29. Inoue also argues that this absolute is not a dead thing, it is instead a living thing (Inoue 2000a, 263).

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Throughout his writings Inoue demonstrates a consistent inclination to represent Buddhism as a systematic philosophy. This is clear in his early works, such as Bukky katsuron joron (Inoue 1877), and it is further expanded in treatises, such as Shinsh tetsugaku joron [The philosophy of the Shin School: An introduction] (Inoue 1892). In the latter, Inoue traces out the intellectual origins of the Shin School, relating it to other Buddhist schools and outlining the propositions upon which it is founded. He does not dismiss the recitation of the nenbutsu, but instead deemphasizes it by placing it within a larger philosophical system. This pattern is continued in Meishin to shky where Inoue explicitly identifies different Buddhist schools with different philosophical positions. In one passage, the Tendai School is parallel with Hegelian idealism, the Zen schools are compared to Schopenhauer, and the Pure Land schools are described as having a similar relationship to the philosophy of Schleiermacher (Inoue 2000a, 304). This approach indicates that Buddhist schools differences originated exclusively in doctrine and not in the sphere of practice as well. Further, in his construction of the superstition-religion binary, Inoue places religious ritual on the side of superstition, writing:
The religious use of ceremonies [gishiki ] and ornaments are not dissimilar to superstitions. However, they are a means for awakening right faith [tadashiki shink ] and as a result they are not harmful but also more or less beneficial. As such, they should not be arbitrarily destroyed (Inoue 2000a, 265).

Granting the expediency of ritual practice for encouraging faith, Inoue clearly indicates that ritual does not have independent value. Since prayers and mantras cannot encourage the intervention of the buddhas or kami, nor guarantee rebirth in the Pure Land, they are basically ineffective. However, unlike most of the other superstition discussed within Meishin to shky, he believes that these ceremonies should not be arbitrarily purged. Instead Inoue grants their usefulness in the development of a relationship with the absolute. Yet, insofar as these practices are related to the absolute all particulars are accidental. It does not matter if one chants the name of the Lotus Sutra or performs a Catholic mass. Thus, while doctrinal distinctions are essential to Inoues differentiation between religious groups, dissimilar practices are viewed as largely irrelevant. Inoues Buddhism It should be apparent that Inoue has radically re-conceptualized Buddhism. By ceding to his version of scientific authority and purging superstitions, Inoue selectively eliminated much of Buddhisms cosmological structure. Gone are the various realms of existence and their attendant hungry ghosts and hell beings.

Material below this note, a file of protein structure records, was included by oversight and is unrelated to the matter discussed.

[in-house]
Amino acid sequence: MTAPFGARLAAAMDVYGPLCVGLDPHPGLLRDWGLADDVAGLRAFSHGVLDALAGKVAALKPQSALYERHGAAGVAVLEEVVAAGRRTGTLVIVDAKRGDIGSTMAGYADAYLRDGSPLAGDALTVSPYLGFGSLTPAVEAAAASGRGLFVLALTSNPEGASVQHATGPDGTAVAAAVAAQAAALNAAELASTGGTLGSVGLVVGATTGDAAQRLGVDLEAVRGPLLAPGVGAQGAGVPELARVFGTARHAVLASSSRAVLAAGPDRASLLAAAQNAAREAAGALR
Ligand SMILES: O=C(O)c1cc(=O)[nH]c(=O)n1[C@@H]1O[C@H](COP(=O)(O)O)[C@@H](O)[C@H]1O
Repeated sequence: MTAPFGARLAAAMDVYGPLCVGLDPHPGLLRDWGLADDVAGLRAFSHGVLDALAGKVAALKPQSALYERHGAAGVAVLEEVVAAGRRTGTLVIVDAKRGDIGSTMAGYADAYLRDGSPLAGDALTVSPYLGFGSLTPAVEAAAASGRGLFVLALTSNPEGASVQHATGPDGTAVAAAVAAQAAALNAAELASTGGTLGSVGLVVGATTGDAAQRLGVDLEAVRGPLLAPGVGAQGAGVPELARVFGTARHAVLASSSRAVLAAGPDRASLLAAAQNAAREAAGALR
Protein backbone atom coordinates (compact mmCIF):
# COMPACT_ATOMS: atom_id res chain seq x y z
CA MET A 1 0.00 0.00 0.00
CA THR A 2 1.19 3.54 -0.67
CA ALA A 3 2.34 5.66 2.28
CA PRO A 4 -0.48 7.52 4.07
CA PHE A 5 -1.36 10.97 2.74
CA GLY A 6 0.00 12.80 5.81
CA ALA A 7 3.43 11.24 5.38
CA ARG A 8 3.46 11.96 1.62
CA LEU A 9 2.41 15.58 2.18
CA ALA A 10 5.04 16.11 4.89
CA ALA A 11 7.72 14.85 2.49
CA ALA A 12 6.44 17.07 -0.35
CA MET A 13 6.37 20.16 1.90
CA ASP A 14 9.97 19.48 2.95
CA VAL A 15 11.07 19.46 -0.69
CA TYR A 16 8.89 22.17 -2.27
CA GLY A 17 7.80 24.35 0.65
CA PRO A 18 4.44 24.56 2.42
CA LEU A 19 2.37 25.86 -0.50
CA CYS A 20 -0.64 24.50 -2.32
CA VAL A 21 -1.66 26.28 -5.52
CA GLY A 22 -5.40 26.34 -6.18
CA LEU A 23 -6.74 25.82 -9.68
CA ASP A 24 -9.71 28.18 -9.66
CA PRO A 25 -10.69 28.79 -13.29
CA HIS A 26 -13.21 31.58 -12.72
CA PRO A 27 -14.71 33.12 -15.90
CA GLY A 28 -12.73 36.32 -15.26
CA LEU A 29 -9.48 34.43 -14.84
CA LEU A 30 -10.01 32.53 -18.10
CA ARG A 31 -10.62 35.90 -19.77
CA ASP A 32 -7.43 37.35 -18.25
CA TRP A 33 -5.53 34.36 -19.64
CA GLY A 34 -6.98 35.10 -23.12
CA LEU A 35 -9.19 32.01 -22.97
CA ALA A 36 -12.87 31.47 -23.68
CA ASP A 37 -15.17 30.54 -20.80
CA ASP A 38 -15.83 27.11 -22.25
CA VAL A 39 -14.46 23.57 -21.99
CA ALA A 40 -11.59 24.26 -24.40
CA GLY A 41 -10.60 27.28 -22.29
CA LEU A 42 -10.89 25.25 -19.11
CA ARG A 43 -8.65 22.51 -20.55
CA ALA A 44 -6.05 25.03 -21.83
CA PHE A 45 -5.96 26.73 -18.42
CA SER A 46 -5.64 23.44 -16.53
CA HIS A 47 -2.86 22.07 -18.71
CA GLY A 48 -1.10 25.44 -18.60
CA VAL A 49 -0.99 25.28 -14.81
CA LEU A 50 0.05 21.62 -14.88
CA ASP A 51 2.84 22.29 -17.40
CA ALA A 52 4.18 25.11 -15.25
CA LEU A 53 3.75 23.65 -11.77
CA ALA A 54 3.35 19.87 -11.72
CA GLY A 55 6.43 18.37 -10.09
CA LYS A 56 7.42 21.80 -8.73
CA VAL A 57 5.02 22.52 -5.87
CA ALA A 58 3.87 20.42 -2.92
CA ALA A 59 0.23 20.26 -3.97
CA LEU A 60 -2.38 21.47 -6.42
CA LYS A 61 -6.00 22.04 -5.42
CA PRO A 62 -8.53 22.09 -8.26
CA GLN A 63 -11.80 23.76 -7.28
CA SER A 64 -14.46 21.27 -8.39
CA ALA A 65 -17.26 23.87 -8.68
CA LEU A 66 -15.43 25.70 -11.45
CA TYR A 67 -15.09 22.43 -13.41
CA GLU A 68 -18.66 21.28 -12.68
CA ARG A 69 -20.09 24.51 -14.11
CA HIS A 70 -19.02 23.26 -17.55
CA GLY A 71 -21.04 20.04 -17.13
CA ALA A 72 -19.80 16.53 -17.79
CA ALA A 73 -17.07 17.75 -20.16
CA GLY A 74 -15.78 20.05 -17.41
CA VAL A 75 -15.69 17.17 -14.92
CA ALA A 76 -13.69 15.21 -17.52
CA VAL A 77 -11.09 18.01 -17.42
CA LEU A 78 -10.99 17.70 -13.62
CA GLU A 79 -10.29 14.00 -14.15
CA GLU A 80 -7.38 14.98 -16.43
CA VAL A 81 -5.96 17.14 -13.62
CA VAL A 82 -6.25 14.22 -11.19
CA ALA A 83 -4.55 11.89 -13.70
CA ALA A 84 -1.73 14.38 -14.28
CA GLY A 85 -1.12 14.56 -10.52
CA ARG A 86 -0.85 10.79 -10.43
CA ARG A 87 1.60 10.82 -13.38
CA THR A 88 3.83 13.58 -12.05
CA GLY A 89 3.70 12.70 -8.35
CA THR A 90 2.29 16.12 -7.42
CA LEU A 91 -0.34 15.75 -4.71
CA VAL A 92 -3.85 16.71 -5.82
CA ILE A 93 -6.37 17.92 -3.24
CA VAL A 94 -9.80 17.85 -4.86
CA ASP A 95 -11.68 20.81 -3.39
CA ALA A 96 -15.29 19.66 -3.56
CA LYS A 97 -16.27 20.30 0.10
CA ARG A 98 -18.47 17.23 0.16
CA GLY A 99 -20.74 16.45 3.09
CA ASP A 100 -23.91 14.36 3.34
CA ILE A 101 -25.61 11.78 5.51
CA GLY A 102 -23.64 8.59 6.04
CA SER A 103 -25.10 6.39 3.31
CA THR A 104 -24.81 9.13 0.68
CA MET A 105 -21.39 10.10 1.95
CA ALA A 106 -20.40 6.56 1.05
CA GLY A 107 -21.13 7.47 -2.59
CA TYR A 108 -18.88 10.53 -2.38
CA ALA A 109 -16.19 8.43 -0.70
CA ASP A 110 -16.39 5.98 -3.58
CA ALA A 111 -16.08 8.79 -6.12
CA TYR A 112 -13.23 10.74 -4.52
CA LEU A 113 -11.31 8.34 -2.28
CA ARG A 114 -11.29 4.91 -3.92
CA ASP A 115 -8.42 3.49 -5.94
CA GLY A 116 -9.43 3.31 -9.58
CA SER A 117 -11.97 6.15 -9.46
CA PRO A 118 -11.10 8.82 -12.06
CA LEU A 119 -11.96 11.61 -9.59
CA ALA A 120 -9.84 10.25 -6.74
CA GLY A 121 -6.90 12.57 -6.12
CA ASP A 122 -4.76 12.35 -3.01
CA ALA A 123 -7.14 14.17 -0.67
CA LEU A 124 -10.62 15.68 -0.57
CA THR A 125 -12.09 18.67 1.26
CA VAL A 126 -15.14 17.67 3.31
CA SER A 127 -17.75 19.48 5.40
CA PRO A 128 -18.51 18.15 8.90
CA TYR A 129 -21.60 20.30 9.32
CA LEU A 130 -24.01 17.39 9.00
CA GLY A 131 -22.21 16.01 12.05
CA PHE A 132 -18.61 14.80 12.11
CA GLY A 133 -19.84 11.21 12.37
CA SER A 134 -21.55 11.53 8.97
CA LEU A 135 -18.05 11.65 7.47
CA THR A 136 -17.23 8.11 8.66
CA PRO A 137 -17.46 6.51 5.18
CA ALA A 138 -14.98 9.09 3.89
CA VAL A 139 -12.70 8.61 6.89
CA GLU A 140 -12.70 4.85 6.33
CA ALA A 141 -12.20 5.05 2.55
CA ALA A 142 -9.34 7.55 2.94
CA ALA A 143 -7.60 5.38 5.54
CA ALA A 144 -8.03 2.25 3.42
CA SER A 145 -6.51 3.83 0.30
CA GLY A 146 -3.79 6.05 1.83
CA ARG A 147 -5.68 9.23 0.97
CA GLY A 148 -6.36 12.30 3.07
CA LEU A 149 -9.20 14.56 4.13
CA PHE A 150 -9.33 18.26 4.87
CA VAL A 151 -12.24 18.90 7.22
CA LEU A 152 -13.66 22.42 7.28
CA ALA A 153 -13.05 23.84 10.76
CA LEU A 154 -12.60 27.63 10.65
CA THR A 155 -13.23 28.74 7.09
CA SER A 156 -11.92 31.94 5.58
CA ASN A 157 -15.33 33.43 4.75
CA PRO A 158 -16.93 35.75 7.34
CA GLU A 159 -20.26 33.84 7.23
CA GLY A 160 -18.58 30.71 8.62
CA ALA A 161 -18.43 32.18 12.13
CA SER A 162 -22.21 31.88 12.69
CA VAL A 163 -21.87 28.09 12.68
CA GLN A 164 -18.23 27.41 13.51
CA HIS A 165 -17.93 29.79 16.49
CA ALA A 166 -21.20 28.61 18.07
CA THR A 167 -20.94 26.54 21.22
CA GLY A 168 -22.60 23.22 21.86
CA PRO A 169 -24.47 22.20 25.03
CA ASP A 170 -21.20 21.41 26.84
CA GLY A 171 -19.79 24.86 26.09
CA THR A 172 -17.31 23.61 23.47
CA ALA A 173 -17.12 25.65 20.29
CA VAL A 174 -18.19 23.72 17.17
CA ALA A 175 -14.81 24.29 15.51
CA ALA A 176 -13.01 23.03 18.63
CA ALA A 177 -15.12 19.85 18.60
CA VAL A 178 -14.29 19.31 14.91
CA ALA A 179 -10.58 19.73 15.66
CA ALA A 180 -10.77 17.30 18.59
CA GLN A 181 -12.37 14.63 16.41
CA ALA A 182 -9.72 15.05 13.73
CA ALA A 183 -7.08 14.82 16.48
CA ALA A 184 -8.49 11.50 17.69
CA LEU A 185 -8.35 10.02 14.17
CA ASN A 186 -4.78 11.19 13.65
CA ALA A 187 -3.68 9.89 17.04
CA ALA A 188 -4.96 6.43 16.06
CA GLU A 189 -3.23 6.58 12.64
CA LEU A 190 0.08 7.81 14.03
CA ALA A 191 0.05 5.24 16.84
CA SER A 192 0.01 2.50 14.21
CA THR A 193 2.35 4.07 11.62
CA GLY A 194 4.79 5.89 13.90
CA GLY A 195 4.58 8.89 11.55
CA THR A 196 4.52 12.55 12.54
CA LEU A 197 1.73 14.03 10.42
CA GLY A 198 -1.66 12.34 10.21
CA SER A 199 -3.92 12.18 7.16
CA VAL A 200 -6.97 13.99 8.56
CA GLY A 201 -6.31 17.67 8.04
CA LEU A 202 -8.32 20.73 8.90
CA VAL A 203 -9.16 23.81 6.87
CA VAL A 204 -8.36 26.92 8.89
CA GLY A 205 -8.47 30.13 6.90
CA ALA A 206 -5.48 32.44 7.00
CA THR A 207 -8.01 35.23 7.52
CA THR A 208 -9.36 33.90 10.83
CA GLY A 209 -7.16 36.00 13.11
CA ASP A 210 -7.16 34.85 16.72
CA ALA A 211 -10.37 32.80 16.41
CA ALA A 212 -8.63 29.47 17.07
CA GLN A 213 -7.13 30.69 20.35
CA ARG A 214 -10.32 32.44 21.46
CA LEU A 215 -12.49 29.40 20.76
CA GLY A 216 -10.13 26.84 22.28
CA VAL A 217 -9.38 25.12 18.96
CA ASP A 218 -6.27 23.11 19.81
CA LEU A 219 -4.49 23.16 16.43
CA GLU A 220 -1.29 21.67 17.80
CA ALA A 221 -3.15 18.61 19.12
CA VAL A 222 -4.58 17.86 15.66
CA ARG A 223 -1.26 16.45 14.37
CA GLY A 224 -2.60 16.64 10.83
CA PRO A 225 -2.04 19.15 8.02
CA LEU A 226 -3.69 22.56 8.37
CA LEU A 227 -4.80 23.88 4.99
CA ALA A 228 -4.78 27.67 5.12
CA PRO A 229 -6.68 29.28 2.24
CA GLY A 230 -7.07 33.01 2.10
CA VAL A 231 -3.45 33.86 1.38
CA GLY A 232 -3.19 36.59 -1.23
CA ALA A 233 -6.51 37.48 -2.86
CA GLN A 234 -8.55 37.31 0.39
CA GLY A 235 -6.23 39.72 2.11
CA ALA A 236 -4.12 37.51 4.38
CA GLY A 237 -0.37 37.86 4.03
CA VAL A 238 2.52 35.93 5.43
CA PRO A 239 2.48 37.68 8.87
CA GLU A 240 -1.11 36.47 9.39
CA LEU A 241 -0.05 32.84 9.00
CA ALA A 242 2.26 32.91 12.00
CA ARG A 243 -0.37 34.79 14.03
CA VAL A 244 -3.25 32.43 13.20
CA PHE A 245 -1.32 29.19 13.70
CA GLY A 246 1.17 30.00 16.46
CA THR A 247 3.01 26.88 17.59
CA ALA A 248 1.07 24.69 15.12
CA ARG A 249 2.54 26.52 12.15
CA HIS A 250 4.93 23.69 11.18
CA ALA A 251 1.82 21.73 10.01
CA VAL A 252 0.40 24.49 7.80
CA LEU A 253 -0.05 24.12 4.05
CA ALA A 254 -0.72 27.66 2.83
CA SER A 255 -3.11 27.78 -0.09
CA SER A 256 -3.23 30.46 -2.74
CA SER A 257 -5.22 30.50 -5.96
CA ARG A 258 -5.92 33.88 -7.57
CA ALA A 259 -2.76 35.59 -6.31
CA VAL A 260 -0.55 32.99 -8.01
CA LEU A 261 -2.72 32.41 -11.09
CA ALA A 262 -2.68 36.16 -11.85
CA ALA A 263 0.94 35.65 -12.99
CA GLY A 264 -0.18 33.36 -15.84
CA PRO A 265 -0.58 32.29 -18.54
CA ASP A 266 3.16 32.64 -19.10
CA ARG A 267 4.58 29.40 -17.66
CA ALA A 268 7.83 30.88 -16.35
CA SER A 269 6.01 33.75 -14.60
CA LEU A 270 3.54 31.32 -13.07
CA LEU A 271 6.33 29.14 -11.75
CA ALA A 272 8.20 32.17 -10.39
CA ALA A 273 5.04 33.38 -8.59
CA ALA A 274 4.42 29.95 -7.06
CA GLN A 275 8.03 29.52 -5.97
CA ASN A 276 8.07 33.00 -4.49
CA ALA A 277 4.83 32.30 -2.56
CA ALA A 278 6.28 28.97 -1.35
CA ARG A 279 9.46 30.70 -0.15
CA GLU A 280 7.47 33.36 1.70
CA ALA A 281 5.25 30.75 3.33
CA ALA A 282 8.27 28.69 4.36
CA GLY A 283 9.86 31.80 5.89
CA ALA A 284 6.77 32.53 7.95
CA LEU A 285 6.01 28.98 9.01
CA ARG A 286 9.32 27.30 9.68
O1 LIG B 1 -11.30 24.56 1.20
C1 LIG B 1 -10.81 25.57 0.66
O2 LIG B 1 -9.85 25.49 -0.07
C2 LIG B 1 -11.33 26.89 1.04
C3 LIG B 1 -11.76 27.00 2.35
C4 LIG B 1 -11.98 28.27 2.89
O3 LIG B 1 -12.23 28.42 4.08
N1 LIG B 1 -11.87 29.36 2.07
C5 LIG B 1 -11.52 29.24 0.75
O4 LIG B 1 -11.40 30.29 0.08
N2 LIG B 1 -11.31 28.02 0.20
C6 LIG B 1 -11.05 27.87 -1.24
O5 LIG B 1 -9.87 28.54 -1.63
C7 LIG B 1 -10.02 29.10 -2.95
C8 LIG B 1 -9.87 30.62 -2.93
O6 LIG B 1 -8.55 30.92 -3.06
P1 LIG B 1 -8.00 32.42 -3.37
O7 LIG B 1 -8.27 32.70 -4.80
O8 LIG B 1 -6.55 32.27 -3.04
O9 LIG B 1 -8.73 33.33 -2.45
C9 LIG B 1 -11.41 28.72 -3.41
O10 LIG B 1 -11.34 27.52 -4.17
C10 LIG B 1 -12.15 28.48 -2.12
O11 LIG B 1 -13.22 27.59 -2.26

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Also eliminated are all the darker creatures in the Buddhist pantheon. The only remaining entities are the buddhas and the gods; however, even they have been transformed into merely temporary names for an abstract truth. They are no longer capable of interaction. Existing as metaphors, they seem to have no purpose or autonomy in Inoues larger religious model. The physical world is completely controlled by scientific laws and the spiritual plane, while mentioned, is never adequately described. By becoming a religion, Buddhism has been reduced to a specific sort of personal belief based on faith in the absolute with perhaps a smattering of ethics. For Inoue, the goal of the Buddhist religion (of all religions) is movement from the relative to the transcendent. Yet, this movement progresses through intellectual contemplation of the unknowable, not through any of the daily practices of Buddhist lay or monastic life. Therefore, the ideal Buddhist is like himself, a Buddhist philosopher contemplating the limits of knowledge. In his own practice, despite his self-identification as a Buddhist, Inoue does not appear to need the buddhas anymore. Ultimately, instead of taking charge of his fathers temple, Inoue constructed a Philosophy Hall (tetsugakud ) where he enshrined four sages: Socrates, Kant, Confucius, and Sakyamuni. Presented together these figures served as a literal demonstration of Inoues identification of the underlying similarity between philosophy and Buddhism. But this hall was not just a site for intellectual endeavors. Inoue referred to it as a place for spiritual practice (seishin shy ). Although he recognized the value of chanting the nenbutsu, Inoue also introduced hail to the absolute infinite lord (namu zettai mugenson ), a mantra of his own invention. In his discussions of this odd phrase it is clear that Inoue is attempting to bypass the provisional names for the absolute (including, by implication, Amidabutsu) to directly praise his own individualistic personification of the infinite (Suganuma 1996, 1). Similar to other movements in Buddhism that aim to circumvent the provisional on the way to the absolute, in Inoues assessment, the Buddha is himself only provisional and can also be omitted. While the Buddhism that remains after this reconstruction looks surprisingly similar to other nineteenth and early twentieth century efforts (like that of D. T. Suzuki) it has also been abstracted and transformed into something that bears little relationship to any lived religion. The Buddhist Anti-Superstition Campaign Inoue Enry first made his call to revitalize Buddhism by eliminating superstitions in the mid 1880s. Although Inoues early works, especially Bukky katsuron joron were widely read, there is little evidence for the direct impact of his personal anti-superstition campaign in its first ten years. Instead, a number of Buddhist journals began discussing the large-scale elimination of superstitions